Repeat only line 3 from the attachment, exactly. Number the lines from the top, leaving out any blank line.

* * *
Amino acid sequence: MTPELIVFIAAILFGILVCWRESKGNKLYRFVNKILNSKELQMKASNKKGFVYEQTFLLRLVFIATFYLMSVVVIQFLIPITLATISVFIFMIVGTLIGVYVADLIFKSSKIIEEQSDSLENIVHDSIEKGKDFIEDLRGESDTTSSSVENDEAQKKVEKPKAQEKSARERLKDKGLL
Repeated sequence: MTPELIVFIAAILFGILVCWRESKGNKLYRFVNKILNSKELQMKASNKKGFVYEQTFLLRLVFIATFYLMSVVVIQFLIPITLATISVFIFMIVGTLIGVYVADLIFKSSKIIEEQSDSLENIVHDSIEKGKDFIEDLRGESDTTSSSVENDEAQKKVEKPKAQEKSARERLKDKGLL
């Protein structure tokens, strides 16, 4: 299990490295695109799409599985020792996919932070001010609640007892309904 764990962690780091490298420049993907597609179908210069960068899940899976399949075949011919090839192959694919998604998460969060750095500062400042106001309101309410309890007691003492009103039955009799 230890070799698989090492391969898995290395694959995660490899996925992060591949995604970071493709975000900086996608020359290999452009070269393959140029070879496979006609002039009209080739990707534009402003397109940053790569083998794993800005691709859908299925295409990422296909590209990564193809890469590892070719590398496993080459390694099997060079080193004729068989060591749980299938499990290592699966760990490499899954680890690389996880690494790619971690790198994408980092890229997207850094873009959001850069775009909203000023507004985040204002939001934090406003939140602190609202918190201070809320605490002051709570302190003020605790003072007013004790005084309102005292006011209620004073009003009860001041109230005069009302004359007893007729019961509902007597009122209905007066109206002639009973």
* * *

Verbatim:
């Protein structure tokens, strides 16, 4: 299990490295695109799409599985020792996919932070001010609640007892309904 764990962690780091490298420049993907597609179908210069960068899940899976399949075949011919090839192959694919998604998460969060750095500062400042106001309101309410309890007691003492009103039955009799 230890070799698989090492391969898995290395694959995660490899996925992060591949995604970071493709975000900086996608020359290999452009070269393959140029070879496979006609002039009209080739990707534009402003397109940053790569083998794993800005691709859908299925295409990422296909590209990564193809890469590892070719590398496993080459390694099997060079080193004729068989060591749980299938499990290592699966760990490499899954680890690389996880690494790619971690790198994408980092890229997207850094873009959001850069775009909203000023507004985040204002939001934090406003939140602190609202918190201070809320605490002051709570302190003020605790003072007013004790005084309102005292006011209620004073009003009860001041109230005069009302004359007893007729019961509902007597009122209905007066109206002639009973």